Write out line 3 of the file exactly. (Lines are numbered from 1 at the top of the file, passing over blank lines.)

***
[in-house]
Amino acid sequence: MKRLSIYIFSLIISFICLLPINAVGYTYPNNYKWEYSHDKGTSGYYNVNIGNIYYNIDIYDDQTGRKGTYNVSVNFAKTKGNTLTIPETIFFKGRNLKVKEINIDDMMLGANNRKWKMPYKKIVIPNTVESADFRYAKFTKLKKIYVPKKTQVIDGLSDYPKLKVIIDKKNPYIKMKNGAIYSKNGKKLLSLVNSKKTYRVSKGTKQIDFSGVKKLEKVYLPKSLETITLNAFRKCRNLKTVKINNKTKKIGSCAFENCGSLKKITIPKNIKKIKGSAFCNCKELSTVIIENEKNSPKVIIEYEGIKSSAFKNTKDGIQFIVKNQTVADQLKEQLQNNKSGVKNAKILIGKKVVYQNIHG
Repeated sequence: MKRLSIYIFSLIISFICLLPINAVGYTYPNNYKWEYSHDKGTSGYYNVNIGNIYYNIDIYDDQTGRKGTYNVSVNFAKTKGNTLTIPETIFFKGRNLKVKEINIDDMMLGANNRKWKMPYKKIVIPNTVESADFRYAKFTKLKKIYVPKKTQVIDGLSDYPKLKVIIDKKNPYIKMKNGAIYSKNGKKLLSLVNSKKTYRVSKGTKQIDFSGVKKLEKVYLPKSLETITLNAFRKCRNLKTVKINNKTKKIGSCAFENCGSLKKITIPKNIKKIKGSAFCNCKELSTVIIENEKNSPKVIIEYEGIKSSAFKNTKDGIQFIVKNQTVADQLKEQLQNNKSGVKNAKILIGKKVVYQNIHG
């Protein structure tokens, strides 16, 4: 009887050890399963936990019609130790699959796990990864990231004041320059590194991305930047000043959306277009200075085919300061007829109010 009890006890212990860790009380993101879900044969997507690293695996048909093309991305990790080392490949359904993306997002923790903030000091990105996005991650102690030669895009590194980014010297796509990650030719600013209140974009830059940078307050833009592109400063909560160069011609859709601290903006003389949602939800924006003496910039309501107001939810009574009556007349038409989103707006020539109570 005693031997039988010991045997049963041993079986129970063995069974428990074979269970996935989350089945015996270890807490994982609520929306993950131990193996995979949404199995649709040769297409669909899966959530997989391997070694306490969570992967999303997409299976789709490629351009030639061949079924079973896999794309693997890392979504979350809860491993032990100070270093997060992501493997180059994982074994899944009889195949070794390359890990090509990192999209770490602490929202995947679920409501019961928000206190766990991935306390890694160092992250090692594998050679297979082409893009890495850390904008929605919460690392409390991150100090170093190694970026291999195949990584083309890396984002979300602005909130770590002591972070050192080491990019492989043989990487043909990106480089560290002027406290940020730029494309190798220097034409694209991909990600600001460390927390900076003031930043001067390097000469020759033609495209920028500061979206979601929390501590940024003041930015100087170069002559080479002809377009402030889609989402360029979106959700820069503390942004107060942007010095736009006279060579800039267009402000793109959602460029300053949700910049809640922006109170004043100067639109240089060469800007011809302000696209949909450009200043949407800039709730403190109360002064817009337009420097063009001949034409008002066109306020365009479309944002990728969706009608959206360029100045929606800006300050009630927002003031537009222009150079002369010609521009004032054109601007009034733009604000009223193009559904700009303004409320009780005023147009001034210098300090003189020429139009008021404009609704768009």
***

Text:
Repeated sequence: MKRLSIYIFSLIISFICLLPINAVGYTYPNNYKWEYSHDKGTSGYYNVNIGNIYYNIDIYDDQTGRKGTYNVSVNFAKTKGNTLTIPETIFFKGRNLKVKEINIDDMMLGANNRKWKMPYKKIVIPNTVESADFRYAKFTKLKKIYVPKKTQVIDGLSDYPKLKVIIDKKNPYIKMKNGAIYSKNGKKLLSLVNSKKTYRVSKGTKQIDFSGVKKLEKVYLPKSLETITLNAFRKCRNLKTVKINNKTKKIGSCAFENCGSLKKITIPKNIKKIKGSAFCNCKELSTVIIENEKNSPKVIIEYEGIKSSAFKNTKDGIQFIVKNQTVADQLKEQLQNNKSGVKNAKILIGKKVVYQNIHG